Hey, great to know you enjoy horses as well. The name of your farm sounds familiar. I've enjoyed gaited horses growing up as well although it was the Amer. Saddlebred. Now up here in N. WI all I care about is trail riding. Well, maybe I'll catch up with you again sometime.

Trying to abide in the joy and knowledge of the Word, Todd

Susan said...

Todd,
I sure hope I didn't give you the impression that I was grilling you on remarks you say that you didn't make clear. To the contrary, you were the clearest breath of fresh air and reason that I read in that entire discussion, which I printed out to read in hard copy (easier than on-screen to my aging eyes) and also to better digest.
What I find fascinating in the blogosphere is the thought-provoking and spirit-stimulating topics previously unbeknownst to me. I had never heard of reformed Calvinism or Arminianism (did I get that right?), but the former strikes me as sound, though I know little about it. Lots of room for growth here, though I need to dig through scripture for validation as opposed to man's exegesis, the latter of which may be necessary but it sure can bring out the flesh in a big way.
I started a blog, but quickly took it down cuz the only thing I could think to share were photos of my daughter, and we hear a lot of sad stories here in Florida about child abduction, so I thought twice about it. I also have little to add to the mix right now. It's just not the right season in my life.
I think it's good if you just blog when you have something to say rather than feel obliged to just stick any ol' thing up there on a daily basis. I went back and read Doulogos' (Daniel's) first few months' blog entries, and I enjoyed how he seemed to relish the writing even when no one was commenting. Maybe all the more so.
Thanks for your diligence in maintaining balance and grace on some of these sites that remind me of my brothers (twins) in their younger days when they were all knock-em-sock-em-oh-yeah-well-you're-the-dodo-head mode.
I'll keep you and your daughter in my prayers. Single parenting isn't easy. It's good you have a Father helping you.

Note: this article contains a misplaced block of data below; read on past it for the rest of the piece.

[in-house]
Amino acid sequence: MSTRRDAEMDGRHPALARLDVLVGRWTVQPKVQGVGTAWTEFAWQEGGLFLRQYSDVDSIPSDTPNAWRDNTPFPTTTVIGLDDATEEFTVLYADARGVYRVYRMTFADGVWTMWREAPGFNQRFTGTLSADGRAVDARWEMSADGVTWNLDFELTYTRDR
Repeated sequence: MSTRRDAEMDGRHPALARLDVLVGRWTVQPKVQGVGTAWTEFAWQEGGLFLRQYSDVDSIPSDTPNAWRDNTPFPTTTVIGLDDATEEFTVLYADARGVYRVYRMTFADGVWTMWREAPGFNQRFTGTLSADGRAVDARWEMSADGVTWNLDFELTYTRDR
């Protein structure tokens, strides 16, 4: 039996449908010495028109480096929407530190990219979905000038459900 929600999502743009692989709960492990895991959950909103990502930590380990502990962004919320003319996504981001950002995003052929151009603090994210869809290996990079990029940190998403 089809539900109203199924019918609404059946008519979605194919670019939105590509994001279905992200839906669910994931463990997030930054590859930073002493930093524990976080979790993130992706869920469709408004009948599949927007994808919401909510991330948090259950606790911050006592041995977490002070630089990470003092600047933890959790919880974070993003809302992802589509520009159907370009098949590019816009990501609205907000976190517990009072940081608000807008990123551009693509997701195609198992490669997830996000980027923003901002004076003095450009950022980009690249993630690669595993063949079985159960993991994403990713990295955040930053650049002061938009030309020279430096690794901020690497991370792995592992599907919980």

Peace.

Hattigrace said...

Must be a terrific responsibility you have to straighten out the entire Christian world, past and present, and to align them all with your interpretation on Scripture and the history of the church.

Todd said...

Hattigrace,

It's a responsibility we all have, to align ourselves with the one true interpretation of Scripture. There cannot be more than the one. Finding it is not always easy because of all of the bad teaching that abounds throughout the Christian world. And if you are going to entangle yourself in the affairs of tradtion to find Scriptural meaning then, in the short run you'll be comforted, but in the long run you'll be further distracted.

Scripture can be as useful at telling the believer what is not Truth, as it is at telling what is Truth. Alot of the time during the process of arriving at Biblical Truth, it is more important to know, at times, what is not Truth, and then keep on going.

Study the history of the church and all of the man made theologies, it's fascinating, and you'll know all about them, but then you'll be tempted to embrace one, alienating yourself from other believers, and stumbling into the pit of endless and fruitless theological standoffsmanship from other believers.

I realize you did not come here for advice, or to argue, but I'm still going to share with you what has brought me to what I percieve as a good place in relation to God and His Word. And that is; a good current 'literal' translation of the Bible, the NASB or ASB; an approach (helpful teacher is always a good addition)that makes the Bible prove itself, with no one elses excessive words, presupossitions or anything that comes from anyone elses mouth other than biblical text.

Take that for whatever value you find in it or not. Thanks for stopping by with a little candor. By the way, judging from your comments in Doug's blog where we both commented, to me you are a very impressive student of the Word, with a great approach.

Todd

Hattigrace said...

I so agree with you, God is not confused about His Spirit breathed Word. And, in His infinite love and mercy, He has provided a trustworthy interpretation.

If the NASB and ASB is the best (only?) Bible translations for truth, then what happened for the 1900 years of saints before?

I align myself with the fathers of our faith that labored and anguished to define true faith as in the Apostle's Creed. You and I say "the Trinity" like we say "the law of gravity". But for the 1st and 2nd century church, that word was no where in scripture. Heresy abounded (nothing new under the sun), so to distinguish true faith from error, our father's toiled over each word of the Creed.